(For a full review of American Horror Story season 2, see my most recent blog entry HERE)
Quick aside here. I spend a lot of time on this blog railing against cinematic horror for underachieving when the potential for really brilliant horror movies to share a dialogue seems so rare.
But tonight, the second season of American Horror Story premieres, and if I spend too much time talking about the failings of the horror genre, I have to talk about the successes.
And American Horror Story is absolutely one of those successes.
The divisive element of horror films these days is that most people go to horror to be scared. And different things scare different people. The inherent problem here is that some people will leave happy, other people will leave unhappy, and reviews will be divided.
I go to to horror films to think, to have my views of the world challenged and played with and questioned. Ethics. Norms. Cultures. Emotions.
And American Horror Story in its first season absolutely challenged every one of these. The word American in the title does an incredible amount of work. Not so much a proclamation of an “American” style, the show is instead a dissection of America, and those things very scary within our society. Dealing with such issues as infidelity, parenthood, school shootings, murder, abortions, and gay rights, it’s not the ghosts that are supposed to jump out and scare you (or the at-times over-the-top, strobing, Sam Raimi style scares), but these issues within our culture. The “American Horrors” are these decisions that the characters make, embodied in the spiritual. Echoes of the past compile in a narrative of changing belief-systems, opening minds. The show studies what is timeless beneath all of that, and the power of forgiveness in the face of atrocity.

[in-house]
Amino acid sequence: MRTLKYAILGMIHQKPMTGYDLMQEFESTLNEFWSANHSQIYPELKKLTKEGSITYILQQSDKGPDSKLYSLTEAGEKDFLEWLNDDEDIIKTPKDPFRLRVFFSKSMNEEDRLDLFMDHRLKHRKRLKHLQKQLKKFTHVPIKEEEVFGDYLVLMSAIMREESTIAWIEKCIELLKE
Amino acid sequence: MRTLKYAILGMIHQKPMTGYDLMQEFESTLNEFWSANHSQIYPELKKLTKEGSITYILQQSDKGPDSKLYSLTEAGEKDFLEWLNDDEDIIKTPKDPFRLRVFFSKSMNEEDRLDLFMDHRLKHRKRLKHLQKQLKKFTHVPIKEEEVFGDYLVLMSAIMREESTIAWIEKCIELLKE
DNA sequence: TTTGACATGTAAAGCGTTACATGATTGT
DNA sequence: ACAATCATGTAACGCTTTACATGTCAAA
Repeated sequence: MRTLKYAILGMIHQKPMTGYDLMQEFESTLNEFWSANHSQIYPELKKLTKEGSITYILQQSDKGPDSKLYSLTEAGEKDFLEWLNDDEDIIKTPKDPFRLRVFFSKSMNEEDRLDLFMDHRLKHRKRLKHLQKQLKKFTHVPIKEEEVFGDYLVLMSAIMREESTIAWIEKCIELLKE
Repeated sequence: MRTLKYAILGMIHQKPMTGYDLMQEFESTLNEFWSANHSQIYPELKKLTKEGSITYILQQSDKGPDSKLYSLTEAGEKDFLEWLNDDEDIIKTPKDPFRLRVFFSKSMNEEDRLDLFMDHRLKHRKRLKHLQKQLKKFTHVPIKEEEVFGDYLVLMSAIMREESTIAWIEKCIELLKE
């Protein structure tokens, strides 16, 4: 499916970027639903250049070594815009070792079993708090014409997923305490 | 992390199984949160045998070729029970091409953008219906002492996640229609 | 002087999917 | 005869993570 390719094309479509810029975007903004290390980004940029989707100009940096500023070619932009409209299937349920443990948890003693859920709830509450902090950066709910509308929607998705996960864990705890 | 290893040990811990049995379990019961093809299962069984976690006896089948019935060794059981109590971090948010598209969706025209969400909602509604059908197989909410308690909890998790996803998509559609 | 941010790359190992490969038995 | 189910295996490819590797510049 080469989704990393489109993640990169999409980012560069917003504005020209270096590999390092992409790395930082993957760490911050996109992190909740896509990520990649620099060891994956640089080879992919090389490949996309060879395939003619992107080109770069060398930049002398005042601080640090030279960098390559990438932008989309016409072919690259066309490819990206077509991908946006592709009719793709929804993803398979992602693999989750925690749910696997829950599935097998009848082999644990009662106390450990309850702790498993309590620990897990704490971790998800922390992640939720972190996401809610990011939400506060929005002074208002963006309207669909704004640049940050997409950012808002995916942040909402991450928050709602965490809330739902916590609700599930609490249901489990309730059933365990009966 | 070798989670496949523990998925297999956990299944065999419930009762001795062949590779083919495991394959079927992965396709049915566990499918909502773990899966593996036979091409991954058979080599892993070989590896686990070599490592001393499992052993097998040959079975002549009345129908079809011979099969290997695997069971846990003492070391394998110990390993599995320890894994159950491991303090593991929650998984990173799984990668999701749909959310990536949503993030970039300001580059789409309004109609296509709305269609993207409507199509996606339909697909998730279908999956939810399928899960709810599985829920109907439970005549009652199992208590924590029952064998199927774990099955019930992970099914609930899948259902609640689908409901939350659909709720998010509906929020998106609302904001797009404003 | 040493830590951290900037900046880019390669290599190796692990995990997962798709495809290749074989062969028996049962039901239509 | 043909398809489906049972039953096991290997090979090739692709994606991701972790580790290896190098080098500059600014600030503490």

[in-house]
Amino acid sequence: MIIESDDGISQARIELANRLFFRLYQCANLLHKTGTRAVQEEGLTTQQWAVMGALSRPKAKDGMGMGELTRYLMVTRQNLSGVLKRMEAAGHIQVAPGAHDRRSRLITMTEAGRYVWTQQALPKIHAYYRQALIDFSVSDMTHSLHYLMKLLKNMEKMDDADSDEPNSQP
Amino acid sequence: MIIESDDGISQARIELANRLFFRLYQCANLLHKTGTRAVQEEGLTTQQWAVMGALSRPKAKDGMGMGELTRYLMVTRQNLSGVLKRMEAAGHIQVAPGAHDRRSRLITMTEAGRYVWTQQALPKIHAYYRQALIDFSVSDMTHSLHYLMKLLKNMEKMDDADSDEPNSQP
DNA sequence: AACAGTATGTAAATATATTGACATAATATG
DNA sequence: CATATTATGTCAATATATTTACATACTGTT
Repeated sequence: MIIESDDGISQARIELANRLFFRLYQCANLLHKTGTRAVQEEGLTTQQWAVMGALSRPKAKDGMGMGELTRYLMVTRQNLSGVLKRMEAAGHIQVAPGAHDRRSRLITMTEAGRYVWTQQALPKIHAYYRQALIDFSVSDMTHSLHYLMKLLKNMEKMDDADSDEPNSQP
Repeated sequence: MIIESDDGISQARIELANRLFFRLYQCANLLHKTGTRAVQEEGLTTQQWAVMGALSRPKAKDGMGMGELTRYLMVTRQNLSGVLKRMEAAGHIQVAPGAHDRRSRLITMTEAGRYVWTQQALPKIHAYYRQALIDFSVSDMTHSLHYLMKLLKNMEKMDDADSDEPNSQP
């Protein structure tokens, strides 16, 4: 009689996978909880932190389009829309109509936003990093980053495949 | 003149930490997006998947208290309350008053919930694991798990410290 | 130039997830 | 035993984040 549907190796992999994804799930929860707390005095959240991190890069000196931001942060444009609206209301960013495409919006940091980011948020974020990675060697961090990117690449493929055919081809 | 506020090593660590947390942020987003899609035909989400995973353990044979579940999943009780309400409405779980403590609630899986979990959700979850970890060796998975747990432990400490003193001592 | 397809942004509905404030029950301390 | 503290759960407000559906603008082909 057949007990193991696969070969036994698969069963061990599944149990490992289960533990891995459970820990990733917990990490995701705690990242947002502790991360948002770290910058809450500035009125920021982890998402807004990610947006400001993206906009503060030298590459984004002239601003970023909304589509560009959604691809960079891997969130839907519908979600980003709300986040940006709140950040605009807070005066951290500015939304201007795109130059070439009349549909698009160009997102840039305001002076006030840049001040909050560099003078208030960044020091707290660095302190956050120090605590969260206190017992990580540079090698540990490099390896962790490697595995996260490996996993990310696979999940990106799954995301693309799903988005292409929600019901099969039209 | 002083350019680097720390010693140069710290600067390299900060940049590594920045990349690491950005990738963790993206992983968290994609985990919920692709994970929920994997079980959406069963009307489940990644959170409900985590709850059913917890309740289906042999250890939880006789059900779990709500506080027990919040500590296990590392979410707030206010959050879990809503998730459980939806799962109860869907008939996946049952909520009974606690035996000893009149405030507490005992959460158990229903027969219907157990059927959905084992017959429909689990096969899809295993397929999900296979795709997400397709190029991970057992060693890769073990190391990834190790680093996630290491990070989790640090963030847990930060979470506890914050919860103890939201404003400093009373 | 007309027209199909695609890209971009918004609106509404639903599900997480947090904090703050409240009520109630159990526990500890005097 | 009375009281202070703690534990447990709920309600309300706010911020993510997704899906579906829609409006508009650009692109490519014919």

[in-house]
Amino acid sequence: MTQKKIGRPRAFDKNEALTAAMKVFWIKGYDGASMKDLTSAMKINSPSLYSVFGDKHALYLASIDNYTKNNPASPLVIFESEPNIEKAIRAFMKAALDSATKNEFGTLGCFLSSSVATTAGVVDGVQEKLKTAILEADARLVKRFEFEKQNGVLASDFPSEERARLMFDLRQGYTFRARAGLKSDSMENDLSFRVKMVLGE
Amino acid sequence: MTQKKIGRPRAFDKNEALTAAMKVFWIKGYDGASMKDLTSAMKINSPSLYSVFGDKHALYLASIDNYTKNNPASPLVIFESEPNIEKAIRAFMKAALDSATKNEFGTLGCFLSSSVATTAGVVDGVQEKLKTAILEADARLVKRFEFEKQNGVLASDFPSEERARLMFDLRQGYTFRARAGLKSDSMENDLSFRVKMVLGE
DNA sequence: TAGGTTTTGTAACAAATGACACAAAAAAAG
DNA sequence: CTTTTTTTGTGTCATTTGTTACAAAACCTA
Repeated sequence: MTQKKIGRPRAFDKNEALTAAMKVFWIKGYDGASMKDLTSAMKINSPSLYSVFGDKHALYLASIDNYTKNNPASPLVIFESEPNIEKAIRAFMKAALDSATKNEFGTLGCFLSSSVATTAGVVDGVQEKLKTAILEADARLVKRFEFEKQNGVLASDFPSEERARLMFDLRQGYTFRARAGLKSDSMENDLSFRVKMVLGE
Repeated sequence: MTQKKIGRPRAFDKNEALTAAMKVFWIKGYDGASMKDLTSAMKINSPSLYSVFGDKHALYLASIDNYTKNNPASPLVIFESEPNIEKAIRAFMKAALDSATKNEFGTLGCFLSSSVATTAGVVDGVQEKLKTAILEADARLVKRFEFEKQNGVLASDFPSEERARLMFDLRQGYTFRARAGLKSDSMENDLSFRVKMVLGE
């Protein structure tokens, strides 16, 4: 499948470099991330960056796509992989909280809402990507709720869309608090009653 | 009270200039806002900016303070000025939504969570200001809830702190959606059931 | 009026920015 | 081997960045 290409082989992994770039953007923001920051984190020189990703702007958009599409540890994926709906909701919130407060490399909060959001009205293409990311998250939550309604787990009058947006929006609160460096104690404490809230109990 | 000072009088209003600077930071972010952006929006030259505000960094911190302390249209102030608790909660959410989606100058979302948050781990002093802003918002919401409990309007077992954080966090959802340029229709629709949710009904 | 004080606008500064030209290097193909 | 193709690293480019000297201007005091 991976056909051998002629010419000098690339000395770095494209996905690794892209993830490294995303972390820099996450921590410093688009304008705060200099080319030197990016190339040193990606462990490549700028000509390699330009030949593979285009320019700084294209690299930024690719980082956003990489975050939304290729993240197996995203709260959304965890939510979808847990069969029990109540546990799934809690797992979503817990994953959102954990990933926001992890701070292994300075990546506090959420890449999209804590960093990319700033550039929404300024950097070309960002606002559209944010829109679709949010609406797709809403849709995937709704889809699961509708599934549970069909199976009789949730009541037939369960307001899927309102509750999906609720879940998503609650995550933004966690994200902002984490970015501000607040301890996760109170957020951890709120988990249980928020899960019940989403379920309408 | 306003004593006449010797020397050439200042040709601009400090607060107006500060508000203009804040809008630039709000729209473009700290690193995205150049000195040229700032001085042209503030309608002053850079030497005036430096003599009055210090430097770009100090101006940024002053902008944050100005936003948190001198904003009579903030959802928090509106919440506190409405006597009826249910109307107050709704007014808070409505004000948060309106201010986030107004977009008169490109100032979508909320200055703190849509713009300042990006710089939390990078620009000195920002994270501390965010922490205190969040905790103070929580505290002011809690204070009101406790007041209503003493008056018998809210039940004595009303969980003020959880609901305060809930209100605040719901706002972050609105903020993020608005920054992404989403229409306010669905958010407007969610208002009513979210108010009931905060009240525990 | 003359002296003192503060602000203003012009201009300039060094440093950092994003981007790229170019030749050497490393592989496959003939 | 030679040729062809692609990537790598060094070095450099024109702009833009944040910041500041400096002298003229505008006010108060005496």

That’s only the foundation. The discussion of these themes throughout makes for the real brilliance of the work. The choppy style of editing and storytelling advance many themes at once, cover much more ground, with the unsettling feeling of a house that’s made up not of just walls and plaster, but memory and experience. The house itself in the first season of American Horror Story is not a house, it’s a photo album, a series of snapshots of the darkest, twisted side of America itself.
And now we enter season two, where the camera has backed up and swiveled about to take on a new perspective of Americana and the foundation of our great state.
After a month of brilliant, subtle, flickery advertisements, we got a glimpse of the actual roots of the show. Check out the trailer below and consider the themes.
I’m absolutely excited. Dissecting religion and religious extremism in a scientific setting instantly pits the ideas of science versus god, and atheism versus theism against themselves. The nature of evil, the nature of evil in the insane, within religions themselves. Whether evil can stomp out evil. Whether evil recognizes itself. And, if we’re lucky–and god I hope we’re lucky–I’m crossing my fingers for a possession storyline running through this one, playing those religious themes I love so much even deeper against the nature of pure evil and how that manifests amongst mental disorder and religious (dis)orders.
And of course, what is it lurking outside in the woods?
American Horror Story Season 2 premieres tonight at 10 on FX.